Teaching Programming and Language Concepts Using LEGOs® (Case Study 4)
An Engaging Way to Introduce Computing
The method has two main learning outcomes:
Language Specification – The goal of the assignment is to be able to build LEGO® creations on a standard grid base plate. To build a creation brick by brick, it is necessary to specify the type of brick, its color, and its location on the base plate. The combination of colors and positions indicates a specific action. Students learn to develop and state a set of sequenced instructions, a critical skill for programming.
Bridge to Other Abstract Concepts – This teaching method has been used to teach a variety of topics to different audiences, including freshman CS majors, K-12 students, and K-12 teachers. In each group the use of the language provides opportunities to discuss more abstract concepts, including CPU Simulation, Writing and Testing Programs, and Extending the Programming Language.
Informal assessment of these exercises has been positive. Participants enjoy working with LEGOs® as a means of exploring programming and processing concepts. In one case, 100% of the freshmen taking an introductory computer science course were engaged in the exercise: an unprecedented event, according to the instructor. In fact, 75% of participants volunteered positive comments about the LEGO® exercise in end-of-semester course evaluations. Currently, the exploration of partnerships with assessment specialists to help develop quantitative aptitude progress methods is underway.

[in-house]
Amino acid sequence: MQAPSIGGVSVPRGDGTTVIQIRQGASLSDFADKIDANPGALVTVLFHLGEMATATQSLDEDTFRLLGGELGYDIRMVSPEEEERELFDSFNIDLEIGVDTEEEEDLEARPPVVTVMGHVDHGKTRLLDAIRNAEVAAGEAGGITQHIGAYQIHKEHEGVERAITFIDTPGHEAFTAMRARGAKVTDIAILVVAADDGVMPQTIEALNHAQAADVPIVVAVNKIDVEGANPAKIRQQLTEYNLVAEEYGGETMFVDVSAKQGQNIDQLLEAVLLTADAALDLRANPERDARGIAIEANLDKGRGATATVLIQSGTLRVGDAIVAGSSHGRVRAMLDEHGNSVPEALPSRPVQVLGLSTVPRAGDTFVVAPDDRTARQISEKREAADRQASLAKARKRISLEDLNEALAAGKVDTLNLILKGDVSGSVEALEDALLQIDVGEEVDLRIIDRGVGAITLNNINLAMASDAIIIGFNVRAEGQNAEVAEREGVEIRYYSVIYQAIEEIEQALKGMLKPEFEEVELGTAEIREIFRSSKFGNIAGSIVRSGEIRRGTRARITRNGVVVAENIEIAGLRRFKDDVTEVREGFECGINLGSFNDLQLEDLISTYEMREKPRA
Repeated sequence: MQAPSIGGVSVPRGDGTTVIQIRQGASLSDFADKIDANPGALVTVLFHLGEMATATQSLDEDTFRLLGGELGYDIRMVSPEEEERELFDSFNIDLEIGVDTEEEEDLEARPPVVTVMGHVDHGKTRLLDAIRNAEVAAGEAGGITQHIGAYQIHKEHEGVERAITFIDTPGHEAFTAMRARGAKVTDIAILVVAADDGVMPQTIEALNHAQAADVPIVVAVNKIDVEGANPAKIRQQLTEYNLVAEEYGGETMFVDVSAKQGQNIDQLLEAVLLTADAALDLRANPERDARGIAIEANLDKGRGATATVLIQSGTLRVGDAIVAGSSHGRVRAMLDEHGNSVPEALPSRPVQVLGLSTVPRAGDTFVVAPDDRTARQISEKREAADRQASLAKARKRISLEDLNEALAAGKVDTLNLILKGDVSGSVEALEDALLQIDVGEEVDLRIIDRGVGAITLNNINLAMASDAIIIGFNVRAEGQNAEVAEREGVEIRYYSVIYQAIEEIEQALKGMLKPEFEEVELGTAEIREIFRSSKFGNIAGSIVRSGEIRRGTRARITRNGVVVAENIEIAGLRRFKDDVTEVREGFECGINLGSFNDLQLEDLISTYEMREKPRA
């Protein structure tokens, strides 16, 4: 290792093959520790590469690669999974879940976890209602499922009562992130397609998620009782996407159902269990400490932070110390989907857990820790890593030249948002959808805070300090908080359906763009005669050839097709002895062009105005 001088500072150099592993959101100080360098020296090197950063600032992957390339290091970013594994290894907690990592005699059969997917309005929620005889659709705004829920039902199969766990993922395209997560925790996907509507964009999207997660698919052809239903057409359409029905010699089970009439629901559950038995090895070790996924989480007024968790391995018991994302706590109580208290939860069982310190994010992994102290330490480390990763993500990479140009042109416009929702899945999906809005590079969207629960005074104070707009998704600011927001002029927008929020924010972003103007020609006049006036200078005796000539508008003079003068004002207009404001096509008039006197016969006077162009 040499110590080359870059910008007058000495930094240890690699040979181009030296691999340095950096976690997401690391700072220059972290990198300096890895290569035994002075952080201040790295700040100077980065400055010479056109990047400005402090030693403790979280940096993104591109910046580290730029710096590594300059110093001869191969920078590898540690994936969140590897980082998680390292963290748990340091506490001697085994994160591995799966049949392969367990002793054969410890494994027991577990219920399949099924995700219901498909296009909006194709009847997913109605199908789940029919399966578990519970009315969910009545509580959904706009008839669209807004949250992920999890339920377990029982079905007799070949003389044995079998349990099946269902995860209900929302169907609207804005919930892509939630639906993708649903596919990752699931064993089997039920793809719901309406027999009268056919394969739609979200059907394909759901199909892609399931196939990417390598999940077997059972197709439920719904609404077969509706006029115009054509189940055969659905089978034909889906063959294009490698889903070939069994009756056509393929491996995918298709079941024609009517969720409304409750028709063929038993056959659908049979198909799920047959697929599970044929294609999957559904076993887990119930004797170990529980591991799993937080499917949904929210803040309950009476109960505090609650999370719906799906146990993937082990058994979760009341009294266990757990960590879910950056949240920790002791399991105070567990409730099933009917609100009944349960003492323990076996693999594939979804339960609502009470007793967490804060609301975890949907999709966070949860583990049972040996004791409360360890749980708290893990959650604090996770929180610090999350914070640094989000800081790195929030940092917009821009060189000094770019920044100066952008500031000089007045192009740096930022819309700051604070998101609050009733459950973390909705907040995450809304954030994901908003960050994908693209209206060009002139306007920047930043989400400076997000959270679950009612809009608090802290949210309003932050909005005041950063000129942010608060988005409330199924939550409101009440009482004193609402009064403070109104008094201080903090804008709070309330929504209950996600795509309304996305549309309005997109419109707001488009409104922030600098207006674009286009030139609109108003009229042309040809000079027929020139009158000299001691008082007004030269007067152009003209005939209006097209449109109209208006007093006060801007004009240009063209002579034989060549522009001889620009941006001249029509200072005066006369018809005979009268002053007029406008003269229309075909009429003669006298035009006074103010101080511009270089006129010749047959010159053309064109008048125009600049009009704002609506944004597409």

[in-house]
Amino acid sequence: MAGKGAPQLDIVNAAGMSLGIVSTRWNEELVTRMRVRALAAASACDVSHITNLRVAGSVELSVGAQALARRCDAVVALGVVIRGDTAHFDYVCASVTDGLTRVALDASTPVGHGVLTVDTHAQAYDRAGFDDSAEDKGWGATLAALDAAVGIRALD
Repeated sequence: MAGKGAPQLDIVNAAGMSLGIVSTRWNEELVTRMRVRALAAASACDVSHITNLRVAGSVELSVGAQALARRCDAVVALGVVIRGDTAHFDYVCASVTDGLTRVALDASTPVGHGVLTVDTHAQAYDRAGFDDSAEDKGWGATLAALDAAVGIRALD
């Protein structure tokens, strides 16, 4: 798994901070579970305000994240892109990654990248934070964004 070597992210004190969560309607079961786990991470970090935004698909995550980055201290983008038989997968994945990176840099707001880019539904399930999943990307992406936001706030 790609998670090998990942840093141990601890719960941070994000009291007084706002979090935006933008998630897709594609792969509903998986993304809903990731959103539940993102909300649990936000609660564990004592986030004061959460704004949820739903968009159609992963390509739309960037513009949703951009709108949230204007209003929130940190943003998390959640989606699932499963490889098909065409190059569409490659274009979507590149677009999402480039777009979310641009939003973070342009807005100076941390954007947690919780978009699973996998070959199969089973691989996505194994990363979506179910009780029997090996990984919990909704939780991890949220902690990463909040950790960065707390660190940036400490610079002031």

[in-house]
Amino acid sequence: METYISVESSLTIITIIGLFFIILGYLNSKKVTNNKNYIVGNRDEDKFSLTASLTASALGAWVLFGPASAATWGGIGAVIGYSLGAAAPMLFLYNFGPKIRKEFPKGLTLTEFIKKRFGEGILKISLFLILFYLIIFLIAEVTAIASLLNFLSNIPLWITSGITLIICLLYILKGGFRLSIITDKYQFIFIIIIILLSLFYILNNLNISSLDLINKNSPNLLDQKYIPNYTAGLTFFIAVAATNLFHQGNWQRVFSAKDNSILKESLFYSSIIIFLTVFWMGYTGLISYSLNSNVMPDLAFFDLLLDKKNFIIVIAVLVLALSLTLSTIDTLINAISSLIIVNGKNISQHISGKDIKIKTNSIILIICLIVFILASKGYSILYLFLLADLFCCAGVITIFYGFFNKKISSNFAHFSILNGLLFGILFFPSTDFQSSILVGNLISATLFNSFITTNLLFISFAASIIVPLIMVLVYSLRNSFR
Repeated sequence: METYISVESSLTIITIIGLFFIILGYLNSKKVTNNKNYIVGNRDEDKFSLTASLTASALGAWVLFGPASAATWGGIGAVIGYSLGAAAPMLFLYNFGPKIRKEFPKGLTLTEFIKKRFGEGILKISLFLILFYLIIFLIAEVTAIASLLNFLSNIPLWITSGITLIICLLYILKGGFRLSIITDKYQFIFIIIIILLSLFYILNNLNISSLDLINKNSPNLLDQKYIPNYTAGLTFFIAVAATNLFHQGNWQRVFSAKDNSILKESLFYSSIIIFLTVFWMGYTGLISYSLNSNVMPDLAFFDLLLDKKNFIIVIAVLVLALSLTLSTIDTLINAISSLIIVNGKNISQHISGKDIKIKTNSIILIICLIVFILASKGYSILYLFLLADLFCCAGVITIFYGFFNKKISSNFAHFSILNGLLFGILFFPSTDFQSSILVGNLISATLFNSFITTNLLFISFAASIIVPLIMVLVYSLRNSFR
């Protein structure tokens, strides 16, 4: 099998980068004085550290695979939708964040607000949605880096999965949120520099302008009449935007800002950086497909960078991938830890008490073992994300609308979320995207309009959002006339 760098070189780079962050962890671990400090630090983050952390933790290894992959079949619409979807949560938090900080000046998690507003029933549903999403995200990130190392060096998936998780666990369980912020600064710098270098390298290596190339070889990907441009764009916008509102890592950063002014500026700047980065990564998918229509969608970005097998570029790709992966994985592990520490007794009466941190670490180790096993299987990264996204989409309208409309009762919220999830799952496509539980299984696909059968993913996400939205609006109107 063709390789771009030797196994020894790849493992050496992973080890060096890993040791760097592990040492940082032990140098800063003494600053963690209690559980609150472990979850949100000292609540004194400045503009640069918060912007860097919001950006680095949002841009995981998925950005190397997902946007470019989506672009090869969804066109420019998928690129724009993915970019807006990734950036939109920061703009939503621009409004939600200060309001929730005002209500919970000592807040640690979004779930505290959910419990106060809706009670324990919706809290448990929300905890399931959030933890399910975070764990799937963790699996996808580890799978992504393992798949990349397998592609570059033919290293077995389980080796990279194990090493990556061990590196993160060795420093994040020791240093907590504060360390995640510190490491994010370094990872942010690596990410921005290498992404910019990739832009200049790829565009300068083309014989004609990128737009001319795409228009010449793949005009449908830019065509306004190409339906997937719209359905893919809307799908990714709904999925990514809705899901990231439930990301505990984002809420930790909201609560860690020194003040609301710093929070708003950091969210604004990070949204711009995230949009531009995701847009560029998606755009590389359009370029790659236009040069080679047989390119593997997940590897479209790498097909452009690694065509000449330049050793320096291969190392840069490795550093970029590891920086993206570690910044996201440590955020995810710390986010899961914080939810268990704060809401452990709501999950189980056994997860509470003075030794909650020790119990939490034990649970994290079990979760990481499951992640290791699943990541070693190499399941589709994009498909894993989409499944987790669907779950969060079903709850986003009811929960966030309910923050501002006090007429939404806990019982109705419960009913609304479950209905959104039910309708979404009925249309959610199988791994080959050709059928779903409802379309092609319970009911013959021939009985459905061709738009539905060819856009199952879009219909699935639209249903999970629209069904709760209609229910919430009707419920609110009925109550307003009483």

The use of LEGOs® may “level the playing field.” Students both with and without computer programming experience struggle with the assignment. When told that they have learned a central concept of computer programming, inexperienced students feel both successful and confident, in spite of not using the computer to “program.” Because the LEGO® approach does not directly involve technology that can be seen as intimidating to students, this approach shows promise for increasing participation of diverse audiences.
Implementing this program is strikingly simple because it only requires LEGO® pieces and a basic understanding of how LEGOs® fit together. A base plate and different-shaped LEGO® blocks are easily acquired and a single base plate is sufficient for each participating student or team. Clear language specifications for each type and combination of LEGOs® should be established prior to the onset of the exercise to avoid confusion later; however, a knowledgeable instructor or moderator can quite easily provide some instruction and guidance for each exercise to each participating group.
- Computer Science Teachers Association Resource Site: http://csta.acm.org/Resources/Resources.html
- Cynthia Hood and Dennis Hood, “Teaching Programming and Language Concepts Using LEGOs®.” Proceedings of the 10th Annual SIGCSE Conference on Innovation and Technology in Computer Science Education, 2005. Available from the ACM Digital Library.
- The Educator’s Reference Desk Lesson Plans in Computer Science: http://www.eduref.org/cgi-bin/lessons.cgi/Computer_Science
- For free offline activities for teaching computing concepts, try “Computer Science Unplugged,” located at: http://unplugged.com
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